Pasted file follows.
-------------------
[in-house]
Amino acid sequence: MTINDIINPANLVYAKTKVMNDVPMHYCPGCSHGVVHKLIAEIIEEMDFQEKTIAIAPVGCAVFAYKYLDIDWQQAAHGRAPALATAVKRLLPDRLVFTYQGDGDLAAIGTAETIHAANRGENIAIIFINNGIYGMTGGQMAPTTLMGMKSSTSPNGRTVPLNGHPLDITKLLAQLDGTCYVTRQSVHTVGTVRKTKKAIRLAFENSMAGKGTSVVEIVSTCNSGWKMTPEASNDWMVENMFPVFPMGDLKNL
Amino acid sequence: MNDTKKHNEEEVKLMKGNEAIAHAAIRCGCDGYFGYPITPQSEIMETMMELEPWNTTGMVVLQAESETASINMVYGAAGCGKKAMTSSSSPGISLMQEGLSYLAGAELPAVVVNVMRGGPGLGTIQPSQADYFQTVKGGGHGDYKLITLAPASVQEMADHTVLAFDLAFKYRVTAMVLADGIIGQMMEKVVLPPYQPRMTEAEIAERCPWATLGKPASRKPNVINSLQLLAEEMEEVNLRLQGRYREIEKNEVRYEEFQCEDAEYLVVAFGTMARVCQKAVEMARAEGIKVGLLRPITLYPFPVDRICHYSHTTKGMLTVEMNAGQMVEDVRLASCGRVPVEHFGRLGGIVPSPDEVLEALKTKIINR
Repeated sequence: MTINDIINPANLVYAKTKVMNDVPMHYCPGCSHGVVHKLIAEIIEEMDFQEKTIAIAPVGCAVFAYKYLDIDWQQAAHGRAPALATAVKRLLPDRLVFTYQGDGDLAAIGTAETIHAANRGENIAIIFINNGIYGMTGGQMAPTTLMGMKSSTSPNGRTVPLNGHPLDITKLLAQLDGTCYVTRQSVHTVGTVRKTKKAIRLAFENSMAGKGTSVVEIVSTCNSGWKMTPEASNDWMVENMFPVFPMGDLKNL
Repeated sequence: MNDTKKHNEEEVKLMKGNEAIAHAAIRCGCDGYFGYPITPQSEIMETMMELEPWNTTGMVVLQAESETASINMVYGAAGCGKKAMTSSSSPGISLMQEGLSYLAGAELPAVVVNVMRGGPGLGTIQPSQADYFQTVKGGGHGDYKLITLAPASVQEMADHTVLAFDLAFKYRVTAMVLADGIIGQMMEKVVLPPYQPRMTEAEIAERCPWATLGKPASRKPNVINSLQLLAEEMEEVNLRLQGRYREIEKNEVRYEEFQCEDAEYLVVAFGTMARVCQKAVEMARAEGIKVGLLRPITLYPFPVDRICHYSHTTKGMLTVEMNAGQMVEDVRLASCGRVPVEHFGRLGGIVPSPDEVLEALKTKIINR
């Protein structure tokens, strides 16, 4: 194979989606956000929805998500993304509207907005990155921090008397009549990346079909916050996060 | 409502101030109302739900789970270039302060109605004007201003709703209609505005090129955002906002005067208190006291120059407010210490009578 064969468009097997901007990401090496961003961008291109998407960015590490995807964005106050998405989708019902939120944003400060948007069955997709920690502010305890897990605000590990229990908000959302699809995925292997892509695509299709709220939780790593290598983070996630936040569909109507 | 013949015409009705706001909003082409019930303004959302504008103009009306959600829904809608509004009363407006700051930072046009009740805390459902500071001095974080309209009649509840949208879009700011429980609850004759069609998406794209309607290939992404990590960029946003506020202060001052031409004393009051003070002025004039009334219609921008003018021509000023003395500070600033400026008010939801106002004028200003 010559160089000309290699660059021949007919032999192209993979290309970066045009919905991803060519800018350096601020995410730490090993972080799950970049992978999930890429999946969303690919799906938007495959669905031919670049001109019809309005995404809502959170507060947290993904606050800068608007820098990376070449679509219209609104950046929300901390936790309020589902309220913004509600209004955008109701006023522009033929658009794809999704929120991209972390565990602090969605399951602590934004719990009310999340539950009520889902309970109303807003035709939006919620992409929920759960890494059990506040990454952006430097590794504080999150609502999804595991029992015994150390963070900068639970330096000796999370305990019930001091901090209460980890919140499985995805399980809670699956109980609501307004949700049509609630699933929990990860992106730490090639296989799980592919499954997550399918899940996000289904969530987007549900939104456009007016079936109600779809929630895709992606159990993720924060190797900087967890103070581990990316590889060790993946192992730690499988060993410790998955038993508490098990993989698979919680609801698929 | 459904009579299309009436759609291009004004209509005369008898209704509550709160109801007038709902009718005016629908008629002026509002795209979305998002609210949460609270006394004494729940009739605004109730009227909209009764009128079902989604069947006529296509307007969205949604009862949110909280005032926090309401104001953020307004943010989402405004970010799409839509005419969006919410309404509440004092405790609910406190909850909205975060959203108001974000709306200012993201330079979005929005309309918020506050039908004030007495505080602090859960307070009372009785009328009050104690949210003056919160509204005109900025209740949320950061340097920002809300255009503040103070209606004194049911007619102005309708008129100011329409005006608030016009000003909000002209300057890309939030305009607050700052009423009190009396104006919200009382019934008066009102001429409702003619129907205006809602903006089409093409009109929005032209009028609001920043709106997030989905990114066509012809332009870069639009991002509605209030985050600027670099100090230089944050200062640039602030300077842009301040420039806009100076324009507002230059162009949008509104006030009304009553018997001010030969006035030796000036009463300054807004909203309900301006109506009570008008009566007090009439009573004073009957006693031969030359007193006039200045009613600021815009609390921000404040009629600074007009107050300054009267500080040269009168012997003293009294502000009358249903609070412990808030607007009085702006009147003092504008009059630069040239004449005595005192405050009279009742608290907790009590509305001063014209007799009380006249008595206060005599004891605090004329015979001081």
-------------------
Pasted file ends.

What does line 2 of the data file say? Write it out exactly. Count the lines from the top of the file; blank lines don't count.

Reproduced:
Amino acid sequence: MTINDIINPANLVYAKTKVMNDVPMHYCPGCSHGVVHKLIAEIIEEMDFQEKTIAIAPVGCAVFAYKYLDIDWQQAAHGRAPALATAVKRLLPDRLVFTYQGDGDLAAIGTAETIHAANRGENIAIIFINNGIYGMTGGQMAPTTLMGMKSSTSPNGRTVPLNGHPLDITKLLAQLDGTCYVTRQSVHTVGTVRKTKKAIRLAFENSMAGKGTSVVEIVSTCNSGWKMTPEASNDWMVENMFPVFPMGDLKNL